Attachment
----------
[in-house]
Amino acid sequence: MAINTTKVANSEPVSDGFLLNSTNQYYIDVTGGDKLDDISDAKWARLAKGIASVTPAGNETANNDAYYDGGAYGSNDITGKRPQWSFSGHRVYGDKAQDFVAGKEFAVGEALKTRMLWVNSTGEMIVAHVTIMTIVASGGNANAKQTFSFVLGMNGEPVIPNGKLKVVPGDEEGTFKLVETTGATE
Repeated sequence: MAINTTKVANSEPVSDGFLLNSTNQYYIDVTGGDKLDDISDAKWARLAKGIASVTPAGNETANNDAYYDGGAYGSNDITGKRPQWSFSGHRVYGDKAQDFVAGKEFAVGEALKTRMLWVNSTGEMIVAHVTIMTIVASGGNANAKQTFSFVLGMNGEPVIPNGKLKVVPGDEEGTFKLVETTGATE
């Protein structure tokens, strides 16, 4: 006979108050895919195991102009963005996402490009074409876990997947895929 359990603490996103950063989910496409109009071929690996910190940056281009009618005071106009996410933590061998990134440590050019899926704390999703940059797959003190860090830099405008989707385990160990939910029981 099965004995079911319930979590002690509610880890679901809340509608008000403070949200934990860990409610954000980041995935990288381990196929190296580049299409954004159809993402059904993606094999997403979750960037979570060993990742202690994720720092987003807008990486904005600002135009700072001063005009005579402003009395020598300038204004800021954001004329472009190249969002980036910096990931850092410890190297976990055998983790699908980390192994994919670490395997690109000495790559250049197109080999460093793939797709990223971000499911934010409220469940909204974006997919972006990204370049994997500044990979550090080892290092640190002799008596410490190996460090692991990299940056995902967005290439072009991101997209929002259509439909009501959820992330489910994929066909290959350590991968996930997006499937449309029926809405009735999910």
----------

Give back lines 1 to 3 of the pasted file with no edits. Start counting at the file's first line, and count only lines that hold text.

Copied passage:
[in-house]
Amino acid sequence: MAINTTKVANSEPVSDGFLLNSTNQYYIDVTGGDKLDDISDAKWARLAKGIASVTPAGNETANNDAYYDGGAYGSNDITGKRPQWSFSGHRVYGDKAQDFVAGKEFAVGEALKTRMLWVNSTGEMIVAHVTIMTIVASGGNANAKQTFSFVLGMNGEPVIPNGKLKVVPGDEEGTFKLVETTGATE
Repeated sequence: MAINTTKVANSEPVSDGFLLNSTNQYYIDVTGGDKLDDISDAKWARLAKGIASVTPAGNETANNDAYYDGGAYGSNDITGKRPQWSFSGHRVYGDKAQDFVAGKEFAVGEALKTRMLWVNSTGEMIVAHVTIMTIVASGGNANAKQTFSFVLGMNGEPVIPNGKLKVVPGDEEGTFKLVETTGATE